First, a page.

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Author Topic: MAME 2020 vs 2002  (Read 941 times)

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SteveJ34

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MAME 2020 vs 2002
« on: September 05, 2020, 12:25:59 am »
I joined this forum in 2002 and built a cab a long time ago that was based on MAME .79 at the time.

The cab was scratch built following design by LuSiD's Arcade Flashback, Windows XP, MAME .79 and is still in operation today at my youngest son's place.

Fast forward and its suddenly 2020....

I have a nephew interested in taking my help in a build project, probably a pedestal. This would be PC based system likely driving a LCD on the wall.

I am also intrigued by what has been done with the Raspberry PI and may dabble in a bar top unit or portable 2 player control panel.

My question is, what are the best resources to review in order to understand the games that are emulated and playable today using latest MAME as compared to what I originally built 18 years ago? The suggested hardware in terms of CPU etc given the emulation requirements for more recent games, etc.

Add to that, what is actually feasible to run on Raspberry PI.  I assume there is a specific MAME port for this hardware. (Also reading what I can in the PI forum).

I have been out of the arcade for a long time so I am more of a "classics" man from the 80s but nephew may have interest in much more recent games given his generation.

Thanks in advance for suggestions on how this old man can get back up to speed on the software side of things as well as educate myself on the hardware components mentioned above.



Haze

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Re: MAME 2020 vs 2002
« Reply #1 on: September 05, 2020, 04:13:36 am »
If you use a Pi you're basically still stuck in 2002, as that's where the support scene is for them as most of the earlier ones can't run anything newer at any playable speed.

In terms of proper MAME, there have been an astronomical number of improvements to the emulation of everything from the late 70s games to the early 2000s stuff; just the other week late 70s / early 80s games that have never had sound emulation finally got it, and a large amount of protection devices have been dumped for 80s/90s Taito games in that time, meaning they actually play properly now.  Bugs like the ones that exposed BMs Donkey Kong high score tapes as being emulation based have been fixed too.  Even the like of the QSound emulation used by a lot of high profile Capcom games is leagues ahead of what it was just 2 or so years ago.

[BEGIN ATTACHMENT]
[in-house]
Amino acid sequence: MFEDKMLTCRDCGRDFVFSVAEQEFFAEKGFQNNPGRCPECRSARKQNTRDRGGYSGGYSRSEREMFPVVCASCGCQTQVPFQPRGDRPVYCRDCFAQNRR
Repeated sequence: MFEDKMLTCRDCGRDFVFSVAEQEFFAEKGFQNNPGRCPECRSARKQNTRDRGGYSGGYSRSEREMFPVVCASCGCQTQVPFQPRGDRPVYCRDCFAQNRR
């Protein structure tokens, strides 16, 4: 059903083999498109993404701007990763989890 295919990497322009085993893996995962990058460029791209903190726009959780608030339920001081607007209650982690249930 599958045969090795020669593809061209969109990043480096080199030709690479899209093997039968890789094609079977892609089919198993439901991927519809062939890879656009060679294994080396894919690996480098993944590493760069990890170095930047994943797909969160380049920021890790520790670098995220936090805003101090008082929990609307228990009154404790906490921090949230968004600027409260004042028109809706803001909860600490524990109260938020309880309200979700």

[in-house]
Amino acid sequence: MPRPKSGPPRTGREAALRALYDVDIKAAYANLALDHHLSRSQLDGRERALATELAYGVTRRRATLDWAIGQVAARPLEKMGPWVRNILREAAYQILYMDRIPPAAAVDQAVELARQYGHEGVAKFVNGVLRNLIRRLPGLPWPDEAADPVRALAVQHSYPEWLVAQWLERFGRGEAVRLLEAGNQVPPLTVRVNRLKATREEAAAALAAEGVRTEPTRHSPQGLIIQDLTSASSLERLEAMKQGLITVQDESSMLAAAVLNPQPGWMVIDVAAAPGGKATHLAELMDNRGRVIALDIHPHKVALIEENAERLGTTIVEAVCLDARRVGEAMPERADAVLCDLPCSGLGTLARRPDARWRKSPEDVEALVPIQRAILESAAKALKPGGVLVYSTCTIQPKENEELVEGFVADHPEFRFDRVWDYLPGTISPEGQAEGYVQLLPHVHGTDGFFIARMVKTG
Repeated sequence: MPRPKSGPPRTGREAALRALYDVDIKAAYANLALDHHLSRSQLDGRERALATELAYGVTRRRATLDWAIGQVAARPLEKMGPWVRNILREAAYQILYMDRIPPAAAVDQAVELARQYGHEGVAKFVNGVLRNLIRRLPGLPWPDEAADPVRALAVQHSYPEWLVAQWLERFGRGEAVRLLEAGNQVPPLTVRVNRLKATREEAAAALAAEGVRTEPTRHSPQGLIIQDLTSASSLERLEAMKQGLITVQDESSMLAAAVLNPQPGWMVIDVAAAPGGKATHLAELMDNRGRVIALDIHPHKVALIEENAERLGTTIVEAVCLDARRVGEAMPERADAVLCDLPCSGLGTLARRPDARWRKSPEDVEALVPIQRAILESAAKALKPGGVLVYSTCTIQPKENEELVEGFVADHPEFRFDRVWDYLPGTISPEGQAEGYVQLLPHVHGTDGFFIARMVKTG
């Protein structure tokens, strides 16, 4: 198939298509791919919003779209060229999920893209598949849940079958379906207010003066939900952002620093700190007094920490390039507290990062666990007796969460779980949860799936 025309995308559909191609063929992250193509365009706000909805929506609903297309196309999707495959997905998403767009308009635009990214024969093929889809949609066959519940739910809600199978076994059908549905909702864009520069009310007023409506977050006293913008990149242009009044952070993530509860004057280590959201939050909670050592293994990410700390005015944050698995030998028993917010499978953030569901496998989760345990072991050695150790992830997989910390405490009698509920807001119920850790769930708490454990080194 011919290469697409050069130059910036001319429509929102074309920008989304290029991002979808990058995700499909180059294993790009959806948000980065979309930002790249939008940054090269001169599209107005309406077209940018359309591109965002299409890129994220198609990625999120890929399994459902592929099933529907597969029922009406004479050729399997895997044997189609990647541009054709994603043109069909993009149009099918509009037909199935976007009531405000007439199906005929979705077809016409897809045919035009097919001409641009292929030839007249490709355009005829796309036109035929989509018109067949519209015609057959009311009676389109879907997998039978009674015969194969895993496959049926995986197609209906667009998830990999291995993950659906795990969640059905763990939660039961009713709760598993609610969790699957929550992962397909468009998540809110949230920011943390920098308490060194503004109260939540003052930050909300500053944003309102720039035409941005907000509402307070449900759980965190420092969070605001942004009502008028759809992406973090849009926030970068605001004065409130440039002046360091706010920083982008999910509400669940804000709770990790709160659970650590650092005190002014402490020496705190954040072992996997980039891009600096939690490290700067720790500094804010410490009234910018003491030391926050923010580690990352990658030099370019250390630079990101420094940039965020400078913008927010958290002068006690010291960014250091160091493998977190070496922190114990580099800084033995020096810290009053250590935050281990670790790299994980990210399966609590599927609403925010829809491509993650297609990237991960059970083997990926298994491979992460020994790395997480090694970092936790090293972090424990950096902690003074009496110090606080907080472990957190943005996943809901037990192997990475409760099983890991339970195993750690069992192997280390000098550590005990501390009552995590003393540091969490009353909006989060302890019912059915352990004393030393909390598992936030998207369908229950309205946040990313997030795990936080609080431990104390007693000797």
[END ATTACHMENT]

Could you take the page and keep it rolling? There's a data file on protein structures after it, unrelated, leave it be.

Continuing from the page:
I'd say the project has seen a real improvement in the technical ability of those involved since around 2015, and a lot of what was considered impossible at that point has now been done.  The differences might not be obvious at first, but our confidence in things is much higher, and the longer you spend with the things the more you notice how much closer everything is to hardware these days.

You may, or may not agree with MAME doing a lot more than arcades these days (and I'll be the first to say a lot of what I've worked on recently is absolute garbage) but that's where a lot of the new talent has come from; people with backgrounds in technical computing seem to make far better devs than those with backgrounds only in arcades so by branching out and appealing to both groups MAME has benefited greatly.  It should be noted that many of these improvements do have a performance cost, the aforementioned sound emulation for the late 70s / early 80s games requires a good machine, but gives a quality the old samples (where they even existed) can't match.
« Last Edit: September 05, 2020, 04:19:26 am by Haze »

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Re: MAME 2020 vs 2002
« Reply #2 on: September 06, 2020, 10:27:29 pm »
Haze, do you foresee a point where the Pi and MAME might converge again? While it seems unlikely that the Pi will ever be able to keep up with emulating the more modern systems, it would be great if it could benefit from updates to emulation to older systems.
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Haze

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Re: MAME 2020 vs 2002
« Reply #3 on: September 07, 2020, 04:06:02 pm »
You can run a lot of things in current MAME on a Pi 4.

The problem is mostly RetroArch / LibRetro's making.  They offer various old MAME builds that everybody has stuck to, rather than people still doing native ports, or hand picked-ones closer to what each specific piece of hardware can run.

Aside from 'current' (which nobody using RA seems to bother with as it's an always changing version) the newest 'named' version anybody uses is from over 10 years ago, and a butchered one at that.

As a result, rather than using something suitable, or a mix of suitable builds, people end up using 2002/2003 builds 'because everybody else is'  It's a sad state of affairs really, and a major regression from times before RA existed, when people were starting to do native ports of the most suitable versions for each platform.  RA presented an 'easy option' and the masses took it rather than trying to do things properly anymore.

Even on a PC RA really messes up some MAME features, and inexplicably kills performance in certain drivers.

MAME can't fix what is basically a problem that's now part of the culture / scene surrounding those things.

In terms of MAME's requirements we will continue to move forward, within the envelope of what current PC hardware allows.  Some other projects have been held back by about 15 years due to trying to keep within the performance envelope of those devices, but when good emulation (eg the discrete sound sims) really can't be done properly without high requirements MAME isn't going to ignore the advances in hardware that make things possible; we'd rather be giving people reasons to use MAME over something like a MiSter than looking at the trashcan end of the market, and the discrete audio stuff is an area MAME can offer something the MiSTer struggles with.